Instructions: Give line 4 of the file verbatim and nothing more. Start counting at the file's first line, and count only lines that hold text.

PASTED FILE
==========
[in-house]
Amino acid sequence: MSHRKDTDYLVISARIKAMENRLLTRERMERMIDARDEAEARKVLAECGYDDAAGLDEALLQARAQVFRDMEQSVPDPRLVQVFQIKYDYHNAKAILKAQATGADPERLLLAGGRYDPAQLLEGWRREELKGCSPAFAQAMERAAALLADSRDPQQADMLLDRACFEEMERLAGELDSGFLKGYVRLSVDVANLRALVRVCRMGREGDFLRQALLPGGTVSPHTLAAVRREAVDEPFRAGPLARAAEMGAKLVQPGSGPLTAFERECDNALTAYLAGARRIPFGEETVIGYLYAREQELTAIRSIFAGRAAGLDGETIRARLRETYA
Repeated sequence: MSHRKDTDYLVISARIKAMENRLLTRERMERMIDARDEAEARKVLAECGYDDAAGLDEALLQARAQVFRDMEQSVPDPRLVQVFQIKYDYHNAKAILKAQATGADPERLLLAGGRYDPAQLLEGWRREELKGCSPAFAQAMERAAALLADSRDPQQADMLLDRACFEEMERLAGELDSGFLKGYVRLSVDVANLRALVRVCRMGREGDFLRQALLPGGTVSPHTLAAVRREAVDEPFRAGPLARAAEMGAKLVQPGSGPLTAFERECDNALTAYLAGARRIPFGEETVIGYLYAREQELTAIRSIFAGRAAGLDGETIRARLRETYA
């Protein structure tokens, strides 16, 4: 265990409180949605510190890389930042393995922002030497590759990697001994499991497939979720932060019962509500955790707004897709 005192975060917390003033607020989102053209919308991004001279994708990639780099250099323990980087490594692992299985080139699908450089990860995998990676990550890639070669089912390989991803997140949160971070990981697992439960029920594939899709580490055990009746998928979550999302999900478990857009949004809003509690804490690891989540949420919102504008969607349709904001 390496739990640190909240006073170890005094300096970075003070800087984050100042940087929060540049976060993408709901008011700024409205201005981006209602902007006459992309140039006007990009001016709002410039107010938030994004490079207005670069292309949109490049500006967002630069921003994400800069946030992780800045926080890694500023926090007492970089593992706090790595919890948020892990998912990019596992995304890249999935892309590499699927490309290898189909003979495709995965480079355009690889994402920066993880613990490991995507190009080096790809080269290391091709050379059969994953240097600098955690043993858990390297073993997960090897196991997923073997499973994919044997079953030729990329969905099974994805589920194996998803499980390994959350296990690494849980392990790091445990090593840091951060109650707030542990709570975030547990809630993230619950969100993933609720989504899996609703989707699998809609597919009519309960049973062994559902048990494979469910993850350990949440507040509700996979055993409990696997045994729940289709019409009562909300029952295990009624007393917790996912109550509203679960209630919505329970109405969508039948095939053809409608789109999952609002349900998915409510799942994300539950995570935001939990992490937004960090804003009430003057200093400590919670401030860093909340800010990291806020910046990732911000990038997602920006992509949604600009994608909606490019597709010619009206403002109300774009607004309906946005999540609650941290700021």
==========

């Protein structure tokens, strides 16, 4: 265990409180949605510190890389930042393995922002030497590759990697001994499991497939979720932060019962509500955790707004897709 005192975060917390003033607020989102053209919308991004001279994708990639780099250099323990980087490594692992299985080139699908450089990860995998990676990550890639070669089912390989991803997140949160971070990981697992439960029920594939899709580490055990009746998928979550999302999900478990857009949004809003509690804490690891989540949420919102504008969607349709904001 390496739990640190909240006073170890005094300096970075003070800087984050100042940087929060540049976060993408709901008011700024409205201005981006209602902007006459992309140039006007990009001016709002410039107010938030994004490079207005670069292309949109490049500006967002630069921003994400800069946030992780800045926080890694500023926090007492970089593992706090790595919890948020892990998912990019596992995304890249999935892309590499699927490309290898189909003979495709995965480079355009690889994402920066993880613990490991995507190009080096790809080269290391091709050379059969994953240097600098955690043993858990390297073993997960090897196991997923073997499973994919044997079953030729990329969905099974994805589920194996998803499980390994959350296990690494849980392990790091445990090593840091951060109650707030542990709570975030547990809630993230619950969100993933609720989504899996609703989707699998809609597919009519309960049973062994559902048990494979469910993850350990949440507040509700996979055993409990696997045994729940289709019409009562909300029952295990009624007393917790996912109550509203679960209630919505329970109405969508039948095939053809409608789109999952609002349900998915409510799942994300539950995570935001939990992490937004960090804003009430003057200093400590919670401030860093909340800010990291806020910046990732911000990038997602920006992509949604600009994608909606490019597709010619009206403002109300774009607004309906946005999540609650941290700021």